Reviews for Sweet Far Thing

Horn Book Magazine Reviews 2008 #4
While preparing for her London debut, sixteen-year-old Gemma Doyle (A Great and Terrible Beauty; Rebel Angels) struggles to balance the constraints of Victorian propriety with the unhindered power she commands in the "realms," an enchanted world. Against a social backdrop of Impressionism, labor strikes, and women's suffrage, Gemma explores her own need for independence while testing her tenuous alliances within the realms. British narrator Bailey fully commands her large cast, eloquently delineating each character's accent and pitch. Despite some slow-moving exposition, Bailey manages to keep listeners engaged as events become increasingly suspenseful and brutal. This hefty audiotome (clocking in at over twenty hours) recaptures the peril and romance of the previous books, but the tone is considerably darker. Copyright 2008 Horn Book Magazine Reviews.

School Library Journal Reviews 2008 July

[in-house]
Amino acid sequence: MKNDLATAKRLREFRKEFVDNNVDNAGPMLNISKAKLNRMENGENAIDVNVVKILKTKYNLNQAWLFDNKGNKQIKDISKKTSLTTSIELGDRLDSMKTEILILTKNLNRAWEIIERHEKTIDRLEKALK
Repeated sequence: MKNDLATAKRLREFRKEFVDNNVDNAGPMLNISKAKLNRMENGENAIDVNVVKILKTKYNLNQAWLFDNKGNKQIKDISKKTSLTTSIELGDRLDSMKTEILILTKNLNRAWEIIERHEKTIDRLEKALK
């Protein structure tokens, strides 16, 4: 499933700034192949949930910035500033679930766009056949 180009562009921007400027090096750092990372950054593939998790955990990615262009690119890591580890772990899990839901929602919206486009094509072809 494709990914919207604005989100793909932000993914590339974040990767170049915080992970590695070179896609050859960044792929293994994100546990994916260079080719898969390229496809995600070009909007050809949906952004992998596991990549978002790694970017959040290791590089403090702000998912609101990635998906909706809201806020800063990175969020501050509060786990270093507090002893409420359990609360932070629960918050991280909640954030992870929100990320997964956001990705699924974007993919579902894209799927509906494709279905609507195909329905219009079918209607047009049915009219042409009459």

Gr 9 Up--Set in Victorian England, Libba Bray's novel (Delacorte, 2007) is a complex, multilayered finale to her Gemma Doyle Trilogy. Daughter of an aristocrat, Gemma struggles to fend off those who want the extraordinary magical powers she inherited from her late mother. She's also trying to understand the denizens of the Realms, a mystical nether world beneath the Earth. At the same time, Gemma is uncertain about her relationship with her love interest, the gypsy Kartik. All this happens amid the debutante season that's the focus of her Spence School classmates. This novel is packed with realistic characters and otherworldly nymphs, centaurs, and a gorgon. Gemma copes with her grieving, laudanum-addicted father, the societal constraints imposed by her pretentious grandmother, and her brother's connection to a secret power-hungry club. After a dangerous confrontation with the dark forces, Gemma takes her life in a bold new direction. Combining passionate emotion and eerie mystery, narrator Josephine Bailey creates distinctive voices for the diverse cast of human and mythological beings. Both heterosexuality and homosexuality are discreetly presented in the context of this mystery-fantasy with its romantic, historical fiction setting. This unique combination of genres and a strong female protagonist are sure to attract adolescent girls. Libraries that already own the first two volumes will definitely want to complete this intriguing saga.--Barbara Wysocki, Cora J. Belden Library, Rocky Hill, CT

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